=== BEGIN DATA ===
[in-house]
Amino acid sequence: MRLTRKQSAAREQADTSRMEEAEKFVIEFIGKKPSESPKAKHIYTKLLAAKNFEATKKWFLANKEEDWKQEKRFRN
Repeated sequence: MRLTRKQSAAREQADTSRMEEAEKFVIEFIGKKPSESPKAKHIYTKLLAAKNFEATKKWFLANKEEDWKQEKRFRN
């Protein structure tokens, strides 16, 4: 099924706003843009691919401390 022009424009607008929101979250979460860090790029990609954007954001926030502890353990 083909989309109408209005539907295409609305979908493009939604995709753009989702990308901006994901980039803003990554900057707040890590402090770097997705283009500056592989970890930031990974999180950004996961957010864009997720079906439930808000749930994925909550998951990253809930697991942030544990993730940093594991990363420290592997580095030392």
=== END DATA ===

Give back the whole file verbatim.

[in-house]
Amino acid sequence: MRLTRKQSAAREQADTSRMEEAEKFVIEFIGKKPSESPKAKHIYTKLLAAKNFEATKKWFLANKEEDWKQEKRFRN
Repeated sequence: MRLTRKQSAAREQADTSRMEEAEKFVIEFIGKKPSESPKAKHIYTKLLAAKNFEATKKWFLANKEEDWKQEKRFRN
């Protein structure tokens, strides 16, 4: 099924706003843009691919401390 022009424009607008929101979250979460860090790029990609954007954001926030502890353990 083909989309109408209005539907295409609305979908493009939604995709753009989702990308901006994901980039803003990554900057707040890590402090770097997705283009500056592989970890930031990974999180950004996961957010864009997720079906439930808000749930994925909550998951990253809930697991942030544990993730940093594991990363420290592997580095030392």